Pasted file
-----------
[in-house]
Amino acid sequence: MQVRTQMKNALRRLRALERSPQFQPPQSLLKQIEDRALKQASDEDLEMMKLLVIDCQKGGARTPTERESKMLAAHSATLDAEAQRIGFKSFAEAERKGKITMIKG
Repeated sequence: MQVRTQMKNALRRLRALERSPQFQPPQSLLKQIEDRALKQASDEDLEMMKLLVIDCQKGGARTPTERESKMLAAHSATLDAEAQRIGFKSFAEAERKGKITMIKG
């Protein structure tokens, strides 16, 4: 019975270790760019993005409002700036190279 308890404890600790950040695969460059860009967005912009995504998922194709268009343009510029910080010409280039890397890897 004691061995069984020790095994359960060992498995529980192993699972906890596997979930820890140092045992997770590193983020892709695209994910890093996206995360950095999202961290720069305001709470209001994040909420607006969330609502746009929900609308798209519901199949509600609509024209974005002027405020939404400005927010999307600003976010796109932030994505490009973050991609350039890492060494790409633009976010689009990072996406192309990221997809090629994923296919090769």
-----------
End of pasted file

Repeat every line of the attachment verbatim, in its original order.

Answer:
[in-house]
Amino acid sequence: MQVRTQMKNALRRLRALERSPQFQPPQSLLKQIEDRALKQASDEDLEMMKLLVIDCQKGGARTPTERESKMLAAHSATLDAEAQRIGFKSFAEAERKGKITMIKG
Repeated sequence: MQVRTQMKNALRRLRALERSPQFQPPQSLLKQIEDRALKQASDEDLEMMKLLVIDCQKGGARTPTERESKMLAAHSATLDAEAQRIGFKSFAEAERKGKITMIKG
């Protein structure tokens, strides 16, 4: 019975270790760019993005409002700036190279 308890404890600790950040695969460059860009967005912009995504998922194709268009343009510029910080010409280039890397890897 004691061995069984020790095994359960060992498995529980192993699972906890596997979930820890140092045992997770590193983020892709695209994910890093996206995360950095999202961290720069305001709470209001994040909420607006969330609502746009929900609308798209519901199949509600609509024209974005002027405020939404400005927010999307600003976010796109932030994505490009973050991609350039890492060494790409633009976010689009990072996406192309990221997809090629994923296919090769």